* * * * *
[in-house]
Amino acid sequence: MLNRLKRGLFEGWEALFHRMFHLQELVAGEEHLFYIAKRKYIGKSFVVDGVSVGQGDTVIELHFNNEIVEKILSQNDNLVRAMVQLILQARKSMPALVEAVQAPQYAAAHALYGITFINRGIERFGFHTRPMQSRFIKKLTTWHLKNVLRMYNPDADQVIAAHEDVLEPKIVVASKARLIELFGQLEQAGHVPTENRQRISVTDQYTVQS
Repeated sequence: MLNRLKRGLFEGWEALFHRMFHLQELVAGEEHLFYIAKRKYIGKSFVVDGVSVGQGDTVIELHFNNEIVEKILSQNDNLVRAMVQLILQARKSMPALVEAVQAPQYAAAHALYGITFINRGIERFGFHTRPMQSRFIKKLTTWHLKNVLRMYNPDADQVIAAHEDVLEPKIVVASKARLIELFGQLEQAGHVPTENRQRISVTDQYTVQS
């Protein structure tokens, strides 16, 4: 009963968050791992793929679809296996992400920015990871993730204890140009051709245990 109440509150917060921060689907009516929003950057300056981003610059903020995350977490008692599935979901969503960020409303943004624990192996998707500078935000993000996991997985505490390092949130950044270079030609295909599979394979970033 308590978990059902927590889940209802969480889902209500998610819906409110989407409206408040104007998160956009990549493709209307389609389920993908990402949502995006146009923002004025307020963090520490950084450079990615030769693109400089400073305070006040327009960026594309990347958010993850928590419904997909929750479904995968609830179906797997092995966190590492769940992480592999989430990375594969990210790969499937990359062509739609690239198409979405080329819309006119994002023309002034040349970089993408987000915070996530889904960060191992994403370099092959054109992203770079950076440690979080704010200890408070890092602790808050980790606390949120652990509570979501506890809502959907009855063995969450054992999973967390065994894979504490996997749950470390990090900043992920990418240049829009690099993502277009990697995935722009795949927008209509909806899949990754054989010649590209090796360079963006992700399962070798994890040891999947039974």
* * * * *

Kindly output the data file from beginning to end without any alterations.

[in-house]
Amino acid sequence: MLNRLKRGLFEGWEALFHRMFHLQELVAGEEHLFYIAKRKYIGKSFVVDGVSVGQGDTVIELHFNNEIVEKILSQNDNLVRAMVQLILQARKSMPALVEAVQAPQYAAAHALYGITFINRGIERFGFHTRPMQSRFIKKLTTWHLKNVLRMYNPDADQVIAAHEDVLEPKIVVASKARLIELFGQLEQAGHVPTENRQRISVTDQYTVQS
Repeated sequence: MLNRLKRGLFEGWEALFHRMFHLQELVAGEEHLFYIAKRKYIGKSFVVDGVSVGQGDTVIELHFNNEIVEKILSQNDNLVRAMVQLILQARKSMPALVEAVQAPQYAAAHALYGITFINRGIERFGFHTRPMQSRFIKKLTTWHLKNVLRMYNPDADQVIAAHEDVLEPKIVVASKARLIELFGQLEQAGHVPTENRQRISVTDQYTVQS
């Protein structure tokens, strides 16, 4: 009963968050791992793929679809296996992400920015990871993730204890140009051709245990 109440509150917060921060689907009516929003950057300056981003610059903020995350977490008692599935979901969503960020409303943004624990192996998707500078935000993000996991997985505490390092949130950044270079030609295909599979394979970033 308590978990059902927590889940209802969480889902209500998610819906409110989407409206408040104007998160956009990549493709209307389609389920993908990402949502995006146009923002004025307020963090520490950084450079990615030769693109400089400073305070006040327009960026594309990347958010993850928590419904997909929750479904995968609830179906797997092995966190590492769940992480592999989430990375594969990210790969499937990359062509739609690239198409979405080329819309006119994002023309002034040349970089993408987000915070996530889904960060191992994403370099092959054109992203770079950076440690979080704010200890408070890092602790808050980790606390949120652990509570979501506890809502959907009855063995969450054992999973967390065994894979504490996997749950470390990090900043992920990418240049829009690099993502277009990697995935722009795949927008209509909806899949990754054989010649590209090796360079963006992700399962070798994890040891999947039974």